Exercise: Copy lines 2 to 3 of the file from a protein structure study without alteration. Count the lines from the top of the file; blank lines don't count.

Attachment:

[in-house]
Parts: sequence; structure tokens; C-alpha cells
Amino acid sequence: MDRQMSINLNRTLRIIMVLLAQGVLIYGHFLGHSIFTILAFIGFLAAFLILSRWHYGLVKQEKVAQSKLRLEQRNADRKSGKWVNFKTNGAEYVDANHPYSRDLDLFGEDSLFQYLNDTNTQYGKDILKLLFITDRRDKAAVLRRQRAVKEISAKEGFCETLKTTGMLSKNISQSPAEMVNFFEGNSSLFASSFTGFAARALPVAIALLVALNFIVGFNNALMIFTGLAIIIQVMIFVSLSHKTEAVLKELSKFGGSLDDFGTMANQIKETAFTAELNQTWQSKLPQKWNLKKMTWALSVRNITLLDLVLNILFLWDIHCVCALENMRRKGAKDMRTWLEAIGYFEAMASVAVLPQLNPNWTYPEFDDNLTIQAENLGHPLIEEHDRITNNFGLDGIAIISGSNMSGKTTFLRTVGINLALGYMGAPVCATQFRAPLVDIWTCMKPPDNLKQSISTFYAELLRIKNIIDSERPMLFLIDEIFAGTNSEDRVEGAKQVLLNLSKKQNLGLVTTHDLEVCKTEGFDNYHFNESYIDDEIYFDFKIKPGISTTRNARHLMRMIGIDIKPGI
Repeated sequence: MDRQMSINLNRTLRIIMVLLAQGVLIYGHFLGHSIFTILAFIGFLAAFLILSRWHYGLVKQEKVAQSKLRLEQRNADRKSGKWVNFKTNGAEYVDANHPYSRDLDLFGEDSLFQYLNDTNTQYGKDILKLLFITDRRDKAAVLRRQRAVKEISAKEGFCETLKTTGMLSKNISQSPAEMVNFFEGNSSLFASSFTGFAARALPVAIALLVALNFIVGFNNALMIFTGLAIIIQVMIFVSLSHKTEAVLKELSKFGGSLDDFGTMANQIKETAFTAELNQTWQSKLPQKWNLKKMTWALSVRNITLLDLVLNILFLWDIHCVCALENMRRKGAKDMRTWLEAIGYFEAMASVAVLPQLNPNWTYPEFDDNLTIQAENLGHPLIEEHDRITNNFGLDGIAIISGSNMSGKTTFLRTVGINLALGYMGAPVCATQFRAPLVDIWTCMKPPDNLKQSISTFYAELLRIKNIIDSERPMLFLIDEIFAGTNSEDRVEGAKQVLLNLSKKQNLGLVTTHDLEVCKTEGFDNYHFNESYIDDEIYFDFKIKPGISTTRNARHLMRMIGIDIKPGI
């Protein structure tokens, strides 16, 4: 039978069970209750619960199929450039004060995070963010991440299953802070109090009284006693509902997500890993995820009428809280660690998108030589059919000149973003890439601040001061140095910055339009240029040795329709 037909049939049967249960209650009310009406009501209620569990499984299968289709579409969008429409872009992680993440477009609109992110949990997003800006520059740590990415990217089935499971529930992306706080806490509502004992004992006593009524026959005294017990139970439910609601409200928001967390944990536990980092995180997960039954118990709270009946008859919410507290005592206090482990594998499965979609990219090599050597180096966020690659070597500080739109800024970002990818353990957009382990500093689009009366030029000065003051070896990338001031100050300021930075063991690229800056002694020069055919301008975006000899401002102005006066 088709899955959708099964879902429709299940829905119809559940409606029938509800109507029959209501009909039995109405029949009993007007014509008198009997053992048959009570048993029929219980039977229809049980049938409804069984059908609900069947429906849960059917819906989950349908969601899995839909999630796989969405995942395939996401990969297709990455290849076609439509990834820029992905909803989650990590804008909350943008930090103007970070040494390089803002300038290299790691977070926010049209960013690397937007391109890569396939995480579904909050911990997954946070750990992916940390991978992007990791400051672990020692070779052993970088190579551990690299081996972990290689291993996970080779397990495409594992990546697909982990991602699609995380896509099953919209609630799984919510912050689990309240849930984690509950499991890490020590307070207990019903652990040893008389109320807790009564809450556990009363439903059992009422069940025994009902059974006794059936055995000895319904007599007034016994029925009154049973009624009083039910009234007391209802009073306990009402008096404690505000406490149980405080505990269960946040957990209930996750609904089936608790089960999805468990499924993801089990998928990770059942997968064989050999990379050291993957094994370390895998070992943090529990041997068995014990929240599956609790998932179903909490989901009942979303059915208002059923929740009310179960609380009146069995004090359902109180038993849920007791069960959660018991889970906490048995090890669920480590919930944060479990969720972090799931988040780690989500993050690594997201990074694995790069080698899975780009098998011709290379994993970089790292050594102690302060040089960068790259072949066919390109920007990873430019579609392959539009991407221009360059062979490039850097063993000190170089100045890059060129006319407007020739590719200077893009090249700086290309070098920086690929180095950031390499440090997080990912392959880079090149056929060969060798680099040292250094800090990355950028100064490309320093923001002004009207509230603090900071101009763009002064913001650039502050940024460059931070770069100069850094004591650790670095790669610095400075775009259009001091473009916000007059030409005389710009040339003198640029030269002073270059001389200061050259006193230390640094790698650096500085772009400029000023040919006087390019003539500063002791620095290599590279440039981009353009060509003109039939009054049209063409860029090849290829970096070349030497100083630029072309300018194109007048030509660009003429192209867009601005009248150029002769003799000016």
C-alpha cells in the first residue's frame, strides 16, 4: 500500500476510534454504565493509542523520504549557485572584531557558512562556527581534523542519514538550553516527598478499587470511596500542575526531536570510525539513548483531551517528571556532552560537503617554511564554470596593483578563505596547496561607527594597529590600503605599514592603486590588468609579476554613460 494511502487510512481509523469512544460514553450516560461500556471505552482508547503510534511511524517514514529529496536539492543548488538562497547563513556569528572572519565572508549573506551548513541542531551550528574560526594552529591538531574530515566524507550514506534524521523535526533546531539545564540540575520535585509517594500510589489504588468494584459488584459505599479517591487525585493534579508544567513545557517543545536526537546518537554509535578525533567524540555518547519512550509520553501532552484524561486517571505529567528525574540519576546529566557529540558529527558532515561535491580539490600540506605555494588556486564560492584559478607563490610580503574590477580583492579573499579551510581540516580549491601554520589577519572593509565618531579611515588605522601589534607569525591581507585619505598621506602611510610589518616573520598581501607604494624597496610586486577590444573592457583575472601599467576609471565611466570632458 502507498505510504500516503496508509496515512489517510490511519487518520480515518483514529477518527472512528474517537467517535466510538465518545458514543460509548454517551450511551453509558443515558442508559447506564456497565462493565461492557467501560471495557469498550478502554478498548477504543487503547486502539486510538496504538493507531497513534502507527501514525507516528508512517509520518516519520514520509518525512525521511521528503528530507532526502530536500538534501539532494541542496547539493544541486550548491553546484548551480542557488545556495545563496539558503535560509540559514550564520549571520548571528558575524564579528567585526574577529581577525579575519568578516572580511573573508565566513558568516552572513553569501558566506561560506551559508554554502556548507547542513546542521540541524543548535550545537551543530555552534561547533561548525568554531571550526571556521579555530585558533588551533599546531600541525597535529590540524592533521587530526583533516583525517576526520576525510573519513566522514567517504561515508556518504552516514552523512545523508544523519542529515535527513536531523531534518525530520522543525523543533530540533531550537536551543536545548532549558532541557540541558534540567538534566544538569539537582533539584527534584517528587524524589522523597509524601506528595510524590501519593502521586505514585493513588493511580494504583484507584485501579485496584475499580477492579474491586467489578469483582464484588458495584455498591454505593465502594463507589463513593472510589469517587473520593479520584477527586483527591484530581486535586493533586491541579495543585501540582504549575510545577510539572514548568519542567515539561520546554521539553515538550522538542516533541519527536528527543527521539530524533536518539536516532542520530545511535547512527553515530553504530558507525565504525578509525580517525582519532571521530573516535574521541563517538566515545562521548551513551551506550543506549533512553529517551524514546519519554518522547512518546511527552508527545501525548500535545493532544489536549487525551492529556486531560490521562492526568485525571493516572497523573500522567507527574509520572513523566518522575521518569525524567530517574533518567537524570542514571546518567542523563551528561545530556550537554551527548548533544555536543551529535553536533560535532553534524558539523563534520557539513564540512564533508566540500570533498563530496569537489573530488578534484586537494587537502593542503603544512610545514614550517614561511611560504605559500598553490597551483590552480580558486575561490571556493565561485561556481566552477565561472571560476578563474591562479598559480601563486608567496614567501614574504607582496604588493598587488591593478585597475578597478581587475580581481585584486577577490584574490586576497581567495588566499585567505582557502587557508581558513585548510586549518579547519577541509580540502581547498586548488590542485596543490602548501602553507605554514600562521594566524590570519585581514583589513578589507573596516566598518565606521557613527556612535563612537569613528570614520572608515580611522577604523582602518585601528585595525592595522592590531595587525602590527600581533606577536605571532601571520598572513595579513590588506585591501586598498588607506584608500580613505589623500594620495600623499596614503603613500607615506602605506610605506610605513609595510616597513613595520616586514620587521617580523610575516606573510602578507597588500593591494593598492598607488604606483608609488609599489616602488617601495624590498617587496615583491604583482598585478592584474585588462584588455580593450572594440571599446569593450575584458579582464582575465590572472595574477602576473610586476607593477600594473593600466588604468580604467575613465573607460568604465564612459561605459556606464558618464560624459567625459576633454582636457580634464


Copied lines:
Parts: sequence; structure tokens; C-alpha cells
Amino acid sequence: MDRQMSINLNRTLRIIMVLLAQGVLIYGHFLGHSIFTILAFIGFLAAFLILSRWHYGLVKQEKVAQSKLRLEQRNADRKSGKWVNFKTNGAEYVDANHPYSRDLDLFGEDSLFQYLNDTNTQYGKDILKLLFITDRRDKAAVLRRQRAVKEISAKEGFCETLKTTGMLSKNISQSPAEMVNFFEGNSSLFASSFTGFAARALPVAIALLVALNFIVGFNNALMIFTGLAIIIQVMIFVSLSHKTEAVLKELSKFGGSLDDFGTMANQIKETAFTAELNQTWQSKLPQKWNLKKMTWALSVRNITLLDLVLNILFLWDIHCVCALENMRRKGAKDMRTWLEAIGYFEAMASVAVLPQLNPNWTYPEFDDNLTIQAENLGHPLIEEHDRITNNFGLDGIAIISGSNMSGKTTFLRTVGINLALGYMGAPVCATQFRAPLVDIWTCMKPPDNLKQSISTFYAELLRIKNIIDSERPMLFLIDEIFAGTNSEDRVEGAKQVLLNLSKKQNLGLVTTHDLEVCKTEGFDNYHFNESYIDDEIYFDFKIKPGISTTRNARHLMRMIGIDIKPGI